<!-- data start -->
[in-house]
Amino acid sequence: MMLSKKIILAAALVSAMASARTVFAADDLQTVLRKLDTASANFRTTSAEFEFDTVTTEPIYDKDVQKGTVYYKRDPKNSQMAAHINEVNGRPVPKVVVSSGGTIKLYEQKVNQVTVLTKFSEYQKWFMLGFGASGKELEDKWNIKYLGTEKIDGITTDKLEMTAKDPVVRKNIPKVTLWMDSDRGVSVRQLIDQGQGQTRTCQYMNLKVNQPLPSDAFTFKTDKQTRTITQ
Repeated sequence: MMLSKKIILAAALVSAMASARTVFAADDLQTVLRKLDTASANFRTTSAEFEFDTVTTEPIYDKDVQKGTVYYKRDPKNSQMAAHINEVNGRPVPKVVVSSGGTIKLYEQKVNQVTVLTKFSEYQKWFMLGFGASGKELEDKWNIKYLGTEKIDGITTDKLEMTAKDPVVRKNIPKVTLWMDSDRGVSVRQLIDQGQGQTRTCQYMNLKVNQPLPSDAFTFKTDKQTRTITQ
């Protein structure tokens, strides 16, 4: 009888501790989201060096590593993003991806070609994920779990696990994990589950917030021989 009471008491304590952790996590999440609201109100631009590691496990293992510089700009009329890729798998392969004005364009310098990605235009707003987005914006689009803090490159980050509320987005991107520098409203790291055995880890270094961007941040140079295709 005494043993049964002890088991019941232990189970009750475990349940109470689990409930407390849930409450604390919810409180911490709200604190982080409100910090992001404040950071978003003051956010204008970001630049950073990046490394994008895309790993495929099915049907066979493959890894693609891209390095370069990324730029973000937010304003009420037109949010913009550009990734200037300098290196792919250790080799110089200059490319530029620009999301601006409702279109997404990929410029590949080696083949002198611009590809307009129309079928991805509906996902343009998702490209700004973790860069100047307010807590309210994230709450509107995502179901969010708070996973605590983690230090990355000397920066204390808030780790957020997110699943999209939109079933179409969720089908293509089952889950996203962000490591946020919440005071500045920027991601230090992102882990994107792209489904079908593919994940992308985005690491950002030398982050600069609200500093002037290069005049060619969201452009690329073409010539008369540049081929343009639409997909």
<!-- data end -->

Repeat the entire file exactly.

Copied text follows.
[in-house]
Amino acid sequence: MMLSKKIILAAALVSAMASARTVFAADDLQTVLRKLDTASANFRTTSAEFEFDTVTTEPIYDKDVQKGTVYYKRDPKNSQMAAHINEVNGRPVPKVVVSSGGTIKLYEQKVNQVTVLTKFSEYQKWFMLGFGASGKELEDKWNIKYLGTEKIDGITTDKLEMTAKDPVVRKNIPKVTLWMDSDRGVSVRQLIDQGQGQTRTCQYMNLKVNQPLPSDAFTFKTDKQTRTITQ
Repeated sequence: MMLSKKIILAAALVSAMASARTVFAADDLQTVLRKLDTASANFRTTSAEFEFDTVTTEPIYDKDVQKGTVYYKRDPKNSQMAAHINEVNGRPVPKVVVSSGGTIKLYEQKVNQVTVLTKFSEYQKWFMLGFGASGKELEDKWNIKYLGTEKIDGITTDKLEMTAKDPVVRKNIPKVTLWMDSDRGVSVRQLIDQGQGQTRTCQYMNLKVNQPLPSDAFTFKTDKQTRTITQ
């Protein structure tokens, strides 16, 4: 009888501790989201060096590593993003991806070609994920779990696990994990589950917030021989 009471008491304590952790996590999440609201109100631009590691496990293992510089700009009329890729798998392969004005364009310098990605235009707003987005914006689009803090490159980050509320987005991107520098409203790291055995880890270094961007941040140079295709 005494043993049964002890088991019941232990189970009750475990349940109470689990409930407390849930409450604390919810409180911490709200604190982080409100910090992001404040950071978003003051956010204008970001630049950073990046490394994008895309790993495929099915049907066979493959890894693609891209390095370069990324730029973000937010304003009420037109949010913009550009990734200037300098290196792919250790080799110089200059490319530029620009999301601006409702279109997404990929410029590949080696083949002198611009590809307009129309079928991805509906996902343009998702490209700004973790860069100047307010807590309210994230709450509107995502179901969010708070996973605590983690230090990355000397920066204390808030780790957020997110699943999209939109079933179409969720089908293509089952889950996203962000490591946020919440005071500045920027991601230090992102882990994107792209489904079908593919994940992308985005690491950002030398982050600069609200500093002037290069005049060619969201452009690329073409010539008369540049081929343009639409997909």